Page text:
The Curriculum and Pedagogic Properties of Practice-based Experiences: The Case of Midwifery Students

Abstract

This paper outlines curriculum considerations for the ordering, enactment and experiencing of practice-based experiences (e.g. practicums) in tertiary education programs developing occupational specific capacities. Increasingly, these programs are engaging students in practicum experiences (i.e. those in the circumstances of practice). These practice-based experiences require considerable investment on the part of all involved and so need to be used in ways that do justice to those investments. However, such experiences are often provided and engaged in by students without consideration being given to their educational purposes; their likely contributions and how they can be sequenced and utilised to achieve those purposes. Here, the specific concern is to identify bases for considering these purposes and how these might be realised through the selection and sequencing of student experiences. A case study of two practicum experiences comprising midwifery students’ ‘follow-through’ experiences with birthing women and clinical placements is used to identify the kinds of learning that can arise through different kinds of practice-based experiences and how they might be most effectively organised. The concern, therefore, is to identify how the midwifery curriculum (i.e. pathways of experiences) can be ordered and augmented by particular pedagogic practices that assist realise the program’s intended learning outcomes. The two different practice-based experiences are found to generate distinct learning outcomes for the students. The follow-throughs generate understandings about the birthing process from the birthing mothers’ perspectives and provide goal states for midwifery work and understandings about midwifery practice, whereas the development of clinical capacities that arise through clinical placements. Consequently, the formers kinds of experiences might be best provides before, or in conjunction with second. Importantly, rather than viewing these experiences as being supplementary to what is provided within tertiary education institutions, they need to be consider as particular kinds of experiences on their own terms and engage with and utilise their contributions accordingly.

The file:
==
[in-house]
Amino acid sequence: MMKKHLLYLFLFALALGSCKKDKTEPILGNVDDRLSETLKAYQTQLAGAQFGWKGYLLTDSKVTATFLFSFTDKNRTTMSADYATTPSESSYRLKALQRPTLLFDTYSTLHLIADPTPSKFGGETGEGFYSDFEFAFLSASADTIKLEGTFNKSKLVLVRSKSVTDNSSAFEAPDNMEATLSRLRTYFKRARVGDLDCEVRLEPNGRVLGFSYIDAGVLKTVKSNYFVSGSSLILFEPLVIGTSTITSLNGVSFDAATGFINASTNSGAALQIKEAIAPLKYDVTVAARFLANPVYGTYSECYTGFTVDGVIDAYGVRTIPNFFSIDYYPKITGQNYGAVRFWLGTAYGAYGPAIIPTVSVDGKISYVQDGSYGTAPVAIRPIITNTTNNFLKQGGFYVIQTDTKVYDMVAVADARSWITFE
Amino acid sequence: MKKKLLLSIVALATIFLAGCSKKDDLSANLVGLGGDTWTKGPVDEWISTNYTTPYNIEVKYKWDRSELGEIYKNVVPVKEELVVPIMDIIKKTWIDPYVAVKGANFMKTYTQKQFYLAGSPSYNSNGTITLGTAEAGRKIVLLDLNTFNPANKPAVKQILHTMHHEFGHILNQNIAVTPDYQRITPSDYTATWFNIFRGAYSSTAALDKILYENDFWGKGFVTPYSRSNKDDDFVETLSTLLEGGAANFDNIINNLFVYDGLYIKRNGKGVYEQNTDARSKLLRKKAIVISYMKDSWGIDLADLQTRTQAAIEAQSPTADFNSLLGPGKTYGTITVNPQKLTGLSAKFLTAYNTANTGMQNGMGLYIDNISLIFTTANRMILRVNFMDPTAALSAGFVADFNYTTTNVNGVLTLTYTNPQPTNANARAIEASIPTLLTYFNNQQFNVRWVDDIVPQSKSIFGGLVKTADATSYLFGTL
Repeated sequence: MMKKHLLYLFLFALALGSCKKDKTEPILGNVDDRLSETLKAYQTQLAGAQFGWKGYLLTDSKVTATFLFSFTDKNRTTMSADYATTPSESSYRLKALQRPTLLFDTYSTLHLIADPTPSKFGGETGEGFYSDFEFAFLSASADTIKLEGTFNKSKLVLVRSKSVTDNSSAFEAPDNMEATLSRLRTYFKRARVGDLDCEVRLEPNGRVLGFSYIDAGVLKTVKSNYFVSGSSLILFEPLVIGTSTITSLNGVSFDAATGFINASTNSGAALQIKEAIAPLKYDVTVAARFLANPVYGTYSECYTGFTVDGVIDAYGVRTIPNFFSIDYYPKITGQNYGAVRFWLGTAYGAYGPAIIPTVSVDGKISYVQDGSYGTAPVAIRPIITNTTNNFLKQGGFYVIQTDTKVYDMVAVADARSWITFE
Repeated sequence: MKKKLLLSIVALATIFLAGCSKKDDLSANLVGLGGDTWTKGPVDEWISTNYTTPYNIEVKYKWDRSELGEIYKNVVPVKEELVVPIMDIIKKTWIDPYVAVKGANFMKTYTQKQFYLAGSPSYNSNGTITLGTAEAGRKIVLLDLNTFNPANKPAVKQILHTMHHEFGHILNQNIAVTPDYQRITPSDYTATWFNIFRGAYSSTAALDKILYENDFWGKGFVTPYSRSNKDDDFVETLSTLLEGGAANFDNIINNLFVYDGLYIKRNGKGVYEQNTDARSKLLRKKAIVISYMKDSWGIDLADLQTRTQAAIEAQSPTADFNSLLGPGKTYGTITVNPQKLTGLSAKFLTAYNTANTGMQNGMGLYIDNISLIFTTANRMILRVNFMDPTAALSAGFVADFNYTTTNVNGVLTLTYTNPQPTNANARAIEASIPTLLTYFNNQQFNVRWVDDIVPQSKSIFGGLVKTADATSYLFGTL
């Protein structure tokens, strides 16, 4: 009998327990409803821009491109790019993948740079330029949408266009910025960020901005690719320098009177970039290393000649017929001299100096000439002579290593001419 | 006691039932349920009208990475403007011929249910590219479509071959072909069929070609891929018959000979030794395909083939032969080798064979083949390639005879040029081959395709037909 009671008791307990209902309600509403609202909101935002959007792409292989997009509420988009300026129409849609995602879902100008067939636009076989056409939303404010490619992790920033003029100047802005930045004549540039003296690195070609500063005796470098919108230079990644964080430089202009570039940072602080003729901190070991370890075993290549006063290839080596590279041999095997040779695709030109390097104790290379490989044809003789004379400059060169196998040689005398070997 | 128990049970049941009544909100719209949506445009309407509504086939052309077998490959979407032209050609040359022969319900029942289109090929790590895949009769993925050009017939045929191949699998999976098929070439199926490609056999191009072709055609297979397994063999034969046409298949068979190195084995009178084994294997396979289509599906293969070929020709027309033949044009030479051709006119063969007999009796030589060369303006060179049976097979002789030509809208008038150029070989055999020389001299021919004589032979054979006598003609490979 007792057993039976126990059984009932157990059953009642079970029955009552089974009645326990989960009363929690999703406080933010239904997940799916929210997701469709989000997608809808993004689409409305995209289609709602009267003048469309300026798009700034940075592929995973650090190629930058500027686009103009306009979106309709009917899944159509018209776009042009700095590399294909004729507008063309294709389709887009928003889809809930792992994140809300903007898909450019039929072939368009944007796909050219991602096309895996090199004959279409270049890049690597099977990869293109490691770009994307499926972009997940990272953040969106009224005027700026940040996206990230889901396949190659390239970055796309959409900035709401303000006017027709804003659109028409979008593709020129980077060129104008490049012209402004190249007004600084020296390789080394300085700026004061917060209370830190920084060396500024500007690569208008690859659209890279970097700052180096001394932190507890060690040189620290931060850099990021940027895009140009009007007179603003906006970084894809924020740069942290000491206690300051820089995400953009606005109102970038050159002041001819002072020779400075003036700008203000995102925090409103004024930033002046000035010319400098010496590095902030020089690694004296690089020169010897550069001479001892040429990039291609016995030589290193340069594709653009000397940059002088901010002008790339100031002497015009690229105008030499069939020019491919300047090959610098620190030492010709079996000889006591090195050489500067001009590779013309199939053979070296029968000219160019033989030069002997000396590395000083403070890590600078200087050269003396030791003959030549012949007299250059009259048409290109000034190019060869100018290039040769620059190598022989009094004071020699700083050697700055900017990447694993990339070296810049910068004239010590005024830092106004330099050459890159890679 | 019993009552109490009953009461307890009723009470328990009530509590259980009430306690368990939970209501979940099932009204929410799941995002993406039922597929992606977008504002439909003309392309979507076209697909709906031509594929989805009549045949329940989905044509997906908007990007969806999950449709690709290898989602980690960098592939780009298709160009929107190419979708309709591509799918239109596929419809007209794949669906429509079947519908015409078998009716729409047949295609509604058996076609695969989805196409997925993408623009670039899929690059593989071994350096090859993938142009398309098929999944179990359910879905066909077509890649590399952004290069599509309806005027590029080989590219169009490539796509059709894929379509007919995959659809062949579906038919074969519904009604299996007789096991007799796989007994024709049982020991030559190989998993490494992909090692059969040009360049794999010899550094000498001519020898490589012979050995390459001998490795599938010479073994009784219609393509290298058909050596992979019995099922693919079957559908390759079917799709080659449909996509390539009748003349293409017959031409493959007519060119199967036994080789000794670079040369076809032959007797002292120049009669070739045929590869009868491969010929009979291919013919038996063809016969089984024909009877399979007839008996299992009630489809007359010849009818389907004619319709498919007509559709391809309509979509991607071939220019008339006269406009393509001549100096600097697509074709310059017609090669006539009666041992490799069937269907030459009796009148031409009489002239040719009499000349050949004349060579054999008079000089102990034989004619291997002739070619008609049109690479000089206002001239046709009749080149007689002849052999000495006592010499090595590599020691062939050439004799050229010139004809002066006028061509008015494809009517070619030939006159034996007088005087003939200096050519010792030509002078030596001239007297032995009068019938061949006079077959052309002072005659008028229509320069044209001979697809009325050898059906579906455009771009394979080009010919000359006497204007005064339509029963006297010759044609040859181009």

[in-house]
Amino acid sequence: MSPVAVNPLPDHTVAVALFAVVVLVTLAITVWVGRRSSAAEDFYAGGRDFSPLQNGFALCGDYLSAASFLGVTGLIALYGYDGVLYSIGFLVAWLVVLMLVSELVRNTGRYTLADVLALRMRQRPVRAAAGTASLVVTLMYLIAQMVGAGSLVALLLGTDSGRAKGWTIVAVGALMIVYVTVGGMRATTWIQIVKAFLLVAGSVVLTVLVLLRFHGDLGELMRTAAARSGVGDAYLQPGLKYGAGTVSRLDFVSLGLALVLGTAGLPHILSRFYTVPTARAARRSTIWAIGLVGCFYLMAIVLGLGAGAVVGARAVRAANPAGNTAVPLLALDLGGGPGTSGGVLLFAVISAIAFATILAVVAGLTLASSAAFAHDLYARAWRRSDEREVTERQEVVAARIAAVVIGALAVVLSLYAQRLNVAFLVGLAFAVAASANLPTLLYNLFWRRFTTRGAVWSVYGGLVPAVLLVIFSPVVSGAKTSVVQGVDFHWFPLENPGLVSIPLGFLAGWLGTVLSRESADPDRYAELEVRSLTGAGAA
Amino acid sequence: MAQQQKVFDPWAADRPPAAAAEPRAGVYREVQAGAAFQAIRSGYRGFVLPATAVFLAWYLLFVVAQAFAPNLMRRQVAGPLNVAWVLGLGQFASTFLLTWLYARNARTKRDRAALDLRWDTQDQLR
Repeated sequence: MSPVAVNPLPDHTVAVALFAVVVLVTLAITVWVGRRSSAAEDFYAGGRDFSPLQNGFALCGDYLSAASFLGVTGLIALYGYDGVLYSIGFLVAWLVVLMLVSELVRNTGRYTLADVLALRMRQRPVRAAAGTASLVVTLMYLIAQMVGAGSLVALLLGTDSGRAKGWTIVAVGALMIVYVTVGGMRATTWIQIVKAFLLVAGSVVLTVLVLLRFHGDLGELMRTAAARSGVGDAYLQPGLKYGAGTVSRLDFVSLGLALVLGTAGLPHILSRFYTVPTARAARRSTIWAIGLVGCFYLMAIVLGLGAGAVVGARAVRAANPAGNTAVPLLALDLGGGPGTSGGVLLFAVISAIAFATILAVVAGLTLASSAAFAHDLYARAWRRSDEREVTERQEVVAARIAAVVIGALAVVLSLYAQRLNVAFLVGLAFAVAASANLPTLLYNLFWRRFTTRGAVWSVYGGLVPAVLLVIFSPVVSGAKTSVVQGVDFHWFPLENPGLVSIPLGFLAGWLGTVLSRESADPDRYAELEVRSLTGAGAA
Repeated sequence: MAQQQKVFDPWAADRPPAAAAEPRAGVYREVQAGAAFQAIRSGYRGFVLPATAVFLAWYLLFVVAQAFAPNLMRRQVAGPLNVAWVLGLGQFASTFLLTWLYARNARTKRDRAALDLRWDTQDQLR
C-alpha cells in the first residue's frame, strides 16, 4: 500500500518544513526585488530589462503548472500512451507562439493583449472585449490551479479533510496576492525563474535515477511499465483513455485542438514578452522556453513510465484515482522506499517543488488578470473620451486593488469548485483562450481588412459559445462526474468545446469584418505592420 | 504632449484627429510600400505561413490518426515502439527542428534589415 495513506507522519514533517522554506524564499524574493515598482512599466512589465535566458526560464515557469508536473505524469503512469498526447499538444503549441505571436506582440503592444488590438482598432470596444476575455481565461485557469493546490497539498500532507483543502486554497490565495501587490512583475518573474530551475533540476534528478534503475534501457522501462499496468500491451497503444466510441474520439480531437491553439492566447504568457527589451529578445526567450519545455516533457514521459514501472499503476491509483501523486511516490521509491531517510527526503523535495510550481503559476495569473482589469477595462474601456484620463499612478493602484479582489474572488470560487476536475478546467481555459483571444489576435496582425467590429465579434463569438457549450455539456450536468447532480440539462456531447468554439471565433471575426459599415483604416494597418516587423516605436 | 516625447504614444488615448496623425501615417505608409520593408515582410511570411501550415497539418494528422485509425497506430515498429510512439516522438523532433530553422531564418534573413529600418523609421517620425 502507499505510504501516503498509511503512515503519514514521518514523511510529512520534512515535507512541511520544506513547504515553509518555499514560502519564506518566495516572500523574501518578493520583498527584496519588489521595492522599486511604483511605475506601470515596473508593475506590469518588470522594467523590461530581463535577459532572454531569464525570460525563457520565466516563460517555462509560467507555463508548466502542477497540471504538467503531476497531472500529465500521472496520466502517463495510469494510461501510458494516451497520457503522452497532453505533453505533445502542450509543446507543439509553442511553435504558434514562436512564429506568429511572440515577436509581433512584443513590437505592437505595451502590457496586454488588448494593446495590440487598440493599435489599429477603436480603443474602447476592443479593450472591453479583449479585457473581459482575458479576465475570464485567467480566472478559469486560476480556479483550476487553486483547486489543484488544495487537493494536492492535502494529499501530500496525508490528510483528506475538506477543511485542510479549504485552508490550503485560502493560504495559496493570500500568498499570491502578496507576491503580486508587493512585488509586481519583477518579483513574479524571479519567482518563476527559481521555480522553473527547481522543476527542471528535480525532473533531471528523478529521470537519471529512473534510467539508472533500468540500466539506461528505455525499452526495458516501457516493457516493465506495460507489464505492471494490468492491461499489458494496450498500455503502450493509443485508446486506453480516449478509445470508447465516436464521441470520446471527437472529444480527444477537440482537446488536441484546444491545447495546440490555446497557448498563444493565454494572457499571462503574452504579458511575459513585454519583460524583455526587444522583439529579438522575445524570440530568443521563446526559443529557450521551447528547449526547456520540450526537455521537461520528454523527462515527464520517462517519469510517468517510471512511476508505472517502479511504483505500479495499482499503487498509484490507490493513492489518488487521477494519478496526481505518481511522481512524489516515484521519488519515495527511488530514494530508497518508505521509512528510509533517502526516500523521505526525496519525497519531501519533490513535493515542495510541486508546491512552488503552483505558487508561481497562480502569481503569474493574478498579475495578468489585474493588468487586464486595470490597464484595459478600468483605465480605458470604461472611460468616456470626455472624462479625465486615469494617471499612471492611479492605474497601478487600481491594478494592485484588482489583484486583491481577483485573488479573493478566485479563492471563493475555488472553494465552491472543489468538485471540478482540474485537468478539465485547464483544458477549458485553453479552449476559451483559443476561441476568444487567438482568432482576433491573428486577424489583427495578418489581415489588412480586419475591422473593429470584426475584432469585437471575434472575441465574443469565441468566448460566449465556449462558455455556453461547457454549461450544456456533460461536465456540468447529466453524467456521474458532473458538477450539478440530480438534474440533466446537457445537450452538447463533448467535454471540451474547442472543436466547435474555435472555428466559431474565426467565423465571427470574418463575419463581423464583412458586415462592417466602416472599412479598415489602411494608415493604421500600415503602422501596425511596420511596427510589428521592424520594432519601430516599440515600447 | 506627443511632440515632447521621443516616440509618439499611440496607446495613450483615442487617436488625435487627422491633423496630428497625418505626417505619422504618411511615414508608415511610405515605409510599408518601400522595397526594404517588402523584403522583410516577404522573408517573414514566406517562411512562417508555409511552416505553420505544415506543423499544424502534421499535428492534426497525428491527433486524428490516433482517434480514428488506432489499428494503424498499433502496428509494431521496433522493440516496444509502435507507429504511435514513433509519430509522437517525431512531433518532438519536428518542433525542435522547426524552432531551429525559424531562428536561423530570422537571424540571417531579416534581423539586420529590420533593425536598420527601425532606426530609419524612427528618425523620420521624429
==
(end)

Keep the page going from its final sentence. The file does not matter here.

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Fig. 1

Notes

  1. 1.

    Recently, the number of follow-throughs required by the registering agency has been reduced to 20.

  2. 2.

    The term ontogenetic ritualisaton was coined by Tomasello from his observations of how great apes negotiated interactions, and specifically a baby securing milk from its mother. Further, Tomasello suggests that these findings cannot be extrapolated to humans. However, such is the consonance to what he describes and what is refrred to repeatedly in the anthropological literature, that is seems appropriate to use this term in this way, albeit unintended and possibly resisted by him.

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Correspondence to Stephen Billett.

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Billett, S., Sweet, L. & Glover, P. The Curriculum and Pedagogic Properties of Practice-based Experiences: The Case of Midwifery Students. Vocations and Learning 6, 237–257 (2013). https://doi.org/10.1007/s12186-012-9094-9

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Keywords

  • Practice-based learning
  • Occupational preparation
  • Sequencing of learning, Experiences
  • Curriculum practices
  • Pedagogic practices
  • Midwifery: healthcare